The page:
+-+-+-+-+-+-+-+-+-+-+-+-+-+-+-+-+-+-+-+-+-+-+-+-+-+-+-+-+-+-+-+-+ ------
   |         Integrity Check Value-ICV   (variable)                |
   ~                                                               ~
   |                                                               |
   +-+-+-+-+-+-+-+-+-+-+-+-+-+-+-+-+-+-+-+-+-+-+-+-+-+-+-+-+-+-+-+-+

              Figure 1.  Top Level Format of an ESP Packet

        * If included in the Payload field, cryptographic synchronization
          data, e.g., an Initialization Vector (IV, see Section 2.3),
          usually is not encrypted per se, although it often is referred
          to as being part of the ciphertext.

   The (transmitted) ESP Trailer consists of the Padding, Pad Length,
   and Next Header fields. Additional, implicit ESP Trailer data (which
   is not transmitted) is included in the integrity computation, as
   described below.


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   If the integrity service is selected, the integrity computation
   encompasses the SPI, Sequence Number, Payload Data, and the ESP
   Trailer (explicit and implicit).

   If the confidentiality service is selected, the ciphertext consists
   of the Payload Data (except for any cryptographic synchronization
   data that may be included) and the (explicit) ESP Trailer.

   As noted above, the Payload Data may have substructure. An encryption
   algorithm that requires an explicit Initialization Vector (IV), e.g.,
   CBC mode, often prefixes the Payload Data to be protected with that
   value. Some algorithm modes combine encryption and integrity into a
   single operation; this document refers to such algorithm modes as
   "combined mode algorithms." Accommodation of combined mode algorithms
   requires changes to ESP processing sequences and thus is not as
   simple as adding a new encryption or integrity algorithm.

   Some combined mode algorithms provide integrity only for data that is
   encrypted, while others can provide integrity for some additional
   data, data that is not encrypted for transmission. Since the SPI and
   Sequence Number fields require integrity as part of the integrity
   service, and they are not encrypted, it is necessary to ensure that
   they are afforded integrity whenever the service is selected,
   regardless of the style of combined algorithm mode employed.

   When any combined mode algorithm is employed, the algorithm itself is
   expected to return both decrypted plaintext and a pass/fail
   indication for the integrity check. For combined mode algorithms, the
   ICV that would normally appear at the end of the ESP packet (when
   integrity is selected) is omitted. It is the responsibility of the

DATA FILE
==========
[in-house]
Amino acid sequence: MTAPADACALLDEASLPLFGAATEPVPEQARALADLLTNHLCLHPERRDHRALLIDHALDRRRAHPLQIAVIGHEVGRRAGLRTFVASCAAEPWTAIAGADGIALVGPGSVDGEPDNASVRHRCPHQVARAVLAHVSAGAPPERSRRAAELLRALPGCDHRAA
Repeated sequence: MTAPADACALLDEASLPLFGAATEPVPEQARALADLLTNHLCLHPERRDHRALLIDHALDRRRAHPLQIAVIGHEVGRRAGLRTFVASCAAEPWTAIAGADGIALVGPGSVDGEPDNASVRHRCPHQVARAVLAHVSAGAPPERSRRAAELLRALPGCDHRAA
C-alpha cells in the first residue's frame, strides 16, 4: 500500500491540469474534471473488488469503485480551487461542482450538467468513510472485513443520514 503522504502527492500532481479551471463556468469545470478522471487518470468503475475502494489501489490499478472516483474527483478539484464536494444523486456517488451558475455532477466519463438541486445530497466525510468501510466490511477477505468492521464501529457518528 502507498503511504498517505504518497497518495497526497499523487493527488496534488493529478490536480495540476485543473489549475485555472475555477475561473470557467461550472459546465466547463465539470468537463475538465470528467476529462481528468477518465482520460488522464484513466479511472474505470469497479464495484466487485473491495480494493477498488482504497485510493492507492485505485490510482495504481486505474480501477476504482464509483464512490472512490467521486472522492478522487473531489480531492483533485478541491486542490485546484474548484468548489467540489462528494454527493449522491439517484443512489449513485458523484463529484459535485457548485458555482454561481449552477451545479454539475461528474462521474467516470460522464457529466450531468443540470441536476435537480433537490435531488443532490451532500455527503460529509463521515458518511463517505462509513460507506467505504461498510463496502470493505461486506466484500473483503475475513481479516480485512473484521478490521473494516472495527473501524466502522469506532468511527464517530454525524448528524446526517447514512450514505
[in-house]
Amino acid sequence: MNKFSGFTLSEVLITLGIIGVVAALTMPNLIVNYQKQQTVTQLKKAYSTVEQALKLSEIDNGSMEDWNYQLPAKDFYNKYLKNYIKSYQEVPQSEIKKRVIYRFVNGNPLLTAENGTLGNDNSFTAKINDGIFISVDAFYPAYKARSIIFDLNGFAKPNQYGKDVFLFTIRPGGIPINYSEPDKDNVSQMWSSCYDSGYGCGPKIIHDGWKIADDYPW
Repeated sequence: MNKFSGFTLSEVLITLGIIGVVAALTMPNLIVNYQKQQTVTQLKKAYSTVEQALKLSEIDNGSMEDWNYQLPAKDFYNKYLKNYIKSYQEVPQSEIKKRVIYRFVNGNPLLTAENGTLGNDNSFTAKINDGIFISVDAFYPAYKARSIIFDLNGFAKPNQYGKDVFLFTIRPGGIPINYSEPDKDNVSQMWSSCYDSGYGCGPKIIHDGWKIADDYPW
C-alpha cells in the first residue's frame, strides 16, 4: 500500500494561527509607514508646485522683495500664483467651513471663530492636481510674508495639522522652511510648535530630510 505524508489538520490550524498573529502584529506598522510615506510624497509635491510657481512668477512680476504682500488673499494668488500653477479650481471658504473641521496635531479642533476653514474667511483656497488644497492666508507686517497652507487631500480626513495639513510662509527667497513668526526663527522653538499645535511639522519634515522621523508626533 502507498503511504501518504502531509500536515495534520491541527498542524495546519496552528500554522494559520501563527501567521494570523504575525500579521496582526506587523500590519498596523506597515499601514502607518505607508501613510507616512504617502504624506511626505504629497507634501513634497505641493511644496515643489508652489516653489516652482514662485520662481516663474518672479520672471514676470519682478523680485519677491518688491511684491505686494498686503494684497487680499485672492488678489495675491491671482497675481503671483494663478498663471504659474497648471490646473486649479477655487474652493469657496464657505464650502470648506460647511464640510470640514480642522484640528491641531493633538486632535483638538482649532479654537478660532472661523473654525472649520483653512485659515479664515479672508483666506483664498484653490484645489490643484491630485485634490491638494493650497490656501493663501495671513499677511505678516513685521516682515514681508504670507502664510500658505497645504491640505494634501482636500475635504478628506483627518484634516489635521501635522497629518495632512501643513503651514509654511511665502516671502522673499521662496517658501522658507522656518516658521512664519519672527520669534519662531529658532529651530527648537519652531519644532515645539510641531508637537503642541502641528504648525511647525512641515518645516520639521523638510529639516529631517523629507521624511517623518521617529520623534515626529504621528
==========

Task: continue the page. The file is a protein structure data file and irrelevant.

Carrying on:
combined mode algorithm to encode within the payload data an ICV-
   equivalent means of verifying the integrity of the packet.

   If a combined mode algorithm offers integrity only to data that is
   encrypted, it will be necessary to replicate the SPI and Sequence
   Number as part of the Payload Data.

   Finally, a new provision is made to insert padding for traffic flow
   confidentiality after the Payload Data and before the ESP trailer.
   Figure 2 illustrates this substructure for Payload Data.









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   0                   1                   2                   3
    0 1 2 3 4 5 6 7 8 9 0 1 2 3 4 5 6 7 8 9 0 1 2 3 4 5 6 7 8 9 0 1
   +-+-+-+-+-+-+-+-+-+-+-+-+-+-+-+-+-+-+-+-+-+-+-+-+-+-+-+-+-+-+-+-+
   |               Security Parameters Index (SPI)                 |
   +-+-+-+-+-+-+-+-+-+-+-+-+-+-+-+-+-+-+-+-+-+-+-+-+-+-+-+-+-+-+-+-+
   |                      Sequence Number                          |
   +-+-+-+-+-+-+-+-+-+-+-+-+-+-+-+-+-+-+-+-+-+-+-+-+-+-+-+-+-+-+-+-+---
   |                    IV (optional]                              | ^ p
   +-+-+-+-+-+-+-+-+-+-+-+-+-+-+-+-+-+-+-+-+-+-+-+-+-+-+-+-+-+-+-+-+ | a
   |                    Rest of Payload Data  (variable)           | | y
   ~                                                               ~ | l
   |                                                               | | o
   +               +-+-+-+-+-+-+-+-+-+-+-+-+-+-+-+-+-+-+-+-+-+-+-+-+ | a
   |               |         TFC Padding * (optional, variable)    | v d
   +-+-+-+-+-+-+-+-+         +-+-+-+-+-+-+-+-+-+-+-+-+-+-+-+-+-+-+-+---
   |                         |        Padding (0-255 bytes)        |
   +-+-+-+-+-+-+-+-+-+-+-+-+-+     +-+-+-+-+-+-+-+-+-+-+-+-+-+-+-+-+
   |                               |  Pad Length   | Next Header   |
   +-+-+-+-+-+-+-+-+-+-+-+-+-+-+-+-+-+-+-+-+-+-+-+-+-+-+-+-+-+-+-+-+
   |         Integrity Check Value-ICV   (variable)                |
   ~                                                               ~
   |                                                               |
   +-+-+-+-+-+-+-+-+-+-+-+-+-+-+-+-+-+-+-+-+-+-+-+-+-+-+-+-+-+-+-+-+

              Figure 2. Substructure of Payload Data

        * If tunnel mode is being used, then the IPsec implementation
          can add Traffic Flow Confidentiality (TFC) padding (see
          Section 2.4)  after the Payload Data and before the Padding
          (0-255 bytes) field.

   If a combined algorithm mode is employed, the explicit ICV shown in
   Figures 1 and 2 is omitted (see Section ?? below). Since algorithms
   and modes are fixed when an SA is established, the detailed format of
   ESP packets for a given SA (including the Payload Data substructure)
   is fixed, for all traffic on the SA.

   The tables below refer to the fields in the preceding Figures and
   illustrate how several categories of algorithmic options, each with a
   different processing model, affect the fields noted above. The
   processing details are described in later sections.








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               Table 1. Separate Encryption and Integrity Algorithms